Go to HHH home page.
Smart Politics
 


Sullivan Advances with Lowest GOP US Senate Primary Support in Alaska History

Bookmark and Share

The Alaska GOP nominee is the first to advance to a U.S. Senate general election with only plurality support

dansullivan10.jpgIn what was labeled as one of the nastiest, most brutal (and expensive) Alaska primaries ever for the Republican Party, Dan Sullivan emerged the victor as expected from Tuesday's GOP U.S. Senate race.

Sullivan, the state's former attorney general, beat 2010 nominee Joe Miller by eight points with 40 percent of the vote with Lieutenant Governor Mead Treadwell 15 points behind. A fourth, lesser-known candidate, John Jaramillo, tallied 3 percent.

The Alaska Republican Party currently nominates their candidates through a semi-closed primary format, though for the first 30+ years it shared the same ballot with the Democrats.

(Democratic candidates shared the ballot Tuesday with those from the Libertarian and Alaskan Independence parties with the candidate receiving the most votes from each party designated as the nominee).

So just how divided were Republicans in 2014's primary?

Smart Politics examined the 22 primaries for U.S. Senate in Alaska history and found the 40 percent received by Sullivan Tuesday is the lowest percentage of the Republican candidate share of the primary vote in state history, making him the only plurality winner.

Alaska Republicans have held 16 open and six closed U.S. Senate primaries in state history.

In order to compare the percentage of the vote received by GOP candidates across the two different formats, Smart Politics recalculated the vote received by Republican candidates in open primaries with only those votes cast for GOP candidates as the denominator (instead of votes cast for all candidates).

Prior to Sullivan's nomination win in 2014, no Alaska GOPer had received less than 50 percent of the primary vote allocated to Republican U.S. Senate candidates.

The previous low water mark came in 2010, when Joe Miller famously upset Lisa Murkowski in a head-to-head matchup, winning the primary with 50.9 percent.

Five other nominees emerged with less than 60 percent of the Republican primary vote over the decades: Doc McKinley with 55.9 percent in 1966, Elmer Rasmuson with 53.1 percent in 1968, Clyde Lewis with 52.7 percent in 1974, Frank Murkowski with 59.0 percent in 1980, and Lisa Murkowski with 58.1 percent in 2004.

GOP nominees have won without any primary opposition from fellow Republicans six times: Bob Robertson and Mike Stepovich for the state's first two seats in 1958, Ted Stevens in 1972, 1978, and 1984, and Frank Murkowski in 1986.

Overall, the 22 Republican U.S. Senate nominees since 1958 have averaged 75.9 percent of the Republican primary vote - or nearly twice the level of support garnered by Sullivan on Tuesday.

Sullivan will face one-term Democratic incumbent Mark Begich along with Libertarian Thom Walker and Alaskan Independence nominee Vic Kohring.

Follow Smart Politics on Twitter.

Previous post: Wyoming Primary Election Results By the Numbers
Next post: Which States Have the Highest Gubernatorial Reelection Rates?

Leave a comment


Remains of the Data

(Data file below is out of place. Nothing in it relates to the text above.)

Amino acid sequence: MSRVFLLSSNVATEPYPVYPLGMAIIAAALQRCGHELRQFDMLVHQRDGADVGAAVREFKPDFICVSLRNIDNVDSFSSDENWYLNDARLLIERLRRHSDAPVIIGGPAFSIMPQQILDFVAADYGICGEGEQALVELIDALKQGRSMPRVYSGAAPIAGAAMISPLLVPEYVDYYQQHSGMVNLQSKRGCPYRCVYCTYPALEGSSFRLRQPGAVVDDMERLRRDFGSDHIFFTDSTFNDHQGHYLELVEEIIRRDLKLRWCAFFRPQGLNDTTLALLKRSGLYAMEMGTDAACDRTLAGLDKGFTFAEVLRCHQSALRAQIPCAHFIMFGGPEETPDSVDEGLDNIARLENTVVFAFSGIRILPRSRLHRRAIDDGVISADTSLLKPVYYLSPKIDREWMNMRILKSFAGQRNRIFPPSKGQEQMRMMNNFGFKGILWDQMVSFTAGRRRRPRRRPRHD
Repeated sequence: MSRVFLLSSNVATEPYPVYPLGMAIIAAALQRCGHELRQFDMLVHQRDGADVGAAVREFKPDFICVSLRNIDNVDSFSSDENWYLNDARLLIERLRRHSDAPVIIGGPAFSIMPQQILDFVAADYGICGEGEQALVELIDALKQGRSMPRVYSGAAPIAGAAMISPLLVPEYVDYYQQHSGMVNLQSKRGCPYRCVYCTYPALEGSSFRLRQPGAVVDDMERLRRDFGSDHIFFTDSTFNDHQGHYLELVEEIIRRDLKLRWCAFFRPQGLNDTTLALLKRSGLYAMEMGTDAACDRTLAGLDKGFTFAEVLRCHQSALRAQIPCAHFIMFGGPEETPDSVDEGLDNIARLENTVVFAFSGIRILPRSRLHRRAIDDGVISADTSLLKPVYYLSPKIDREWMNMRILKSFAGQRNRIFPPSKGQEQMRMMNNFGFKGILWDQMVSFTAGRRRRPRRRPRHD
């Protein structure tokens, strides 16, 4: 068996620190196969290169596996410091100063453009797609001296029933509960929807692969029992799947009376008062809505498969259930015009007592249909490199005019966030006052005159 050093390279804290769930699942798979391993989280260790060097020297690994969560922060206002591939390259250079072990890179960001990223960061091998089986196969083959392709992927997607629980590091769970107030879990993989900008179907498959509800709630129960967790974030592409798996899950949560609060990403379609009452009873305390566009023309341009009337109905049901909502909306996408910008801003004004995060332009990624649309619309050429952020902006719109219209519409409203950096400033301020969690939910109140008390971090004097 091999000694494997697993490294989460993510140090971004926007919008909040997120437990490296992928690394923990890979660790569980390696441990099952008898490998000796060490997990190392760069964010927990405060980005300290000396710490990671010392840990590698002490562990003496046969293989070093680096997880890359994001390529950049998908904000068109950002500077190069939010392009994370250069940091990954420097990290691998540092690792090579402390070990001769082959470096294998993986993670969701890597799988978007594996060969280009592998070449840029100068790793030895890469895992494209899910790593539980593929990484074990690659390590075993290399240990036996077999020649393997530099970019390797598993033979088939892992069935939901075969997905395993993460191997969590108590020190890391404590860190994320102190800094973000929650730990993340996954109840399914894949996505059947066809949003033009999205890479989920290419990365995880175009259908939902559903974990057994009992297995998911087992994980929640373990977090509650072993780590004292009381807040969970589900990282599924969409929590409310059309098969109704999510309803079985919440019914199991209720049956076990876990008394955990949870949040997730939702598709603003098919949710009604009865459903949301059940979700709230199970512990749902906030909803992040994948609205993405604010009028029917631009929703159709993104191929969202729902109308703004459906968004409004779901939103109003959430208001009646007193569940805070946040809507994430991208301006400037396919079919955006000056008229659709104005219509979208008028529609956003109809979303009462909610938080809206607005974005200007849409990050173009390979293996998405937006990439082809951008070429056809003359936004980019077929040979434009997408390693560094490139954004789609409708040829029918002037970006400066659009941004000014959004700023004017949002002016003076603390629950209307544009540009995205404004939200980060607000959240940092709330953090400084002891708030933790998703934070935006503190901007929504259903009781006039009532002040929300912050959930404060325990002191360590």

Plurality-Winning Governors Elected At Century-Long High Water Mark

The rate of gubernatorial candidates elected without the support of a majority of voters is at its highest level since the 1910s.

Political Crumbs

Seeing Red

Congressman Nick Rahall's failed bid for a 20th term in West Virginia this cycle, combined with a narrow loss by Nick Casey to Alex Mooney in Shelley Moore Capito's open seat, means that West Virginia Democrats will be shut out of the state's U.S. House delegation for the first time in over 90 years. The Republican sweep by two-term incumbent David McKinley in the 1st CD, Mooney in the 2nd, and Evan Jenkins over Rahall in the 3rd marks the first time the GOP has held all seats in the chamber from West Virginia since the Election of 1920. During the 67th Congress (1921-1923) all six seats from the state were controlled by the GOP. Since the Election of 1922, Democrats have won 76 percent of all U.S. House elections in the Mountain State - capturing 172 seats compared to 54 for the GOP.


Home Field Advantage?

When the 114th Congress convenes in a few days, Maine will be represented by one home-grown U.S. Representative: Waterville-born Republican Bruce Poliquin. With the departure of Millinocket-born Mike Michaud, who launched a failed gubernatorial bid, the Pine Tree State was poised to send a House delegation to D.C. without any Maine-born members for the first time since 1821. Three-term U.S. Rep. Chellie Pingree (born in Minnesota) coasted to reelection as expected, however Poliquin edged Kentucky-born Emily Cain by 5.3 points to keep the streak alive. Since 1876, a total of 208 of the 222 candidates elected to the nation's lower legislative chamber from the state have been born in Maine, or 94 percent.


more POLITICAL CRUMBS

Humphrey School Sites
CSPG
Humphrey New Media Hub

Issues />

<div id=
Abortion
Afghanistan
Budget and taxes
Campaign finances
Crime and punishment
Economy and jobs
Education
Energy
Environment
Foreign affairs
Gender
Health
Housing
Ideology
Immigration
Iraq
Media
Military
Partisanship
Race and ethnicity
Reapportionment
Redistricting
Religion
Sexuality
Sports
Terrorism
Third parties
Transportation
Voting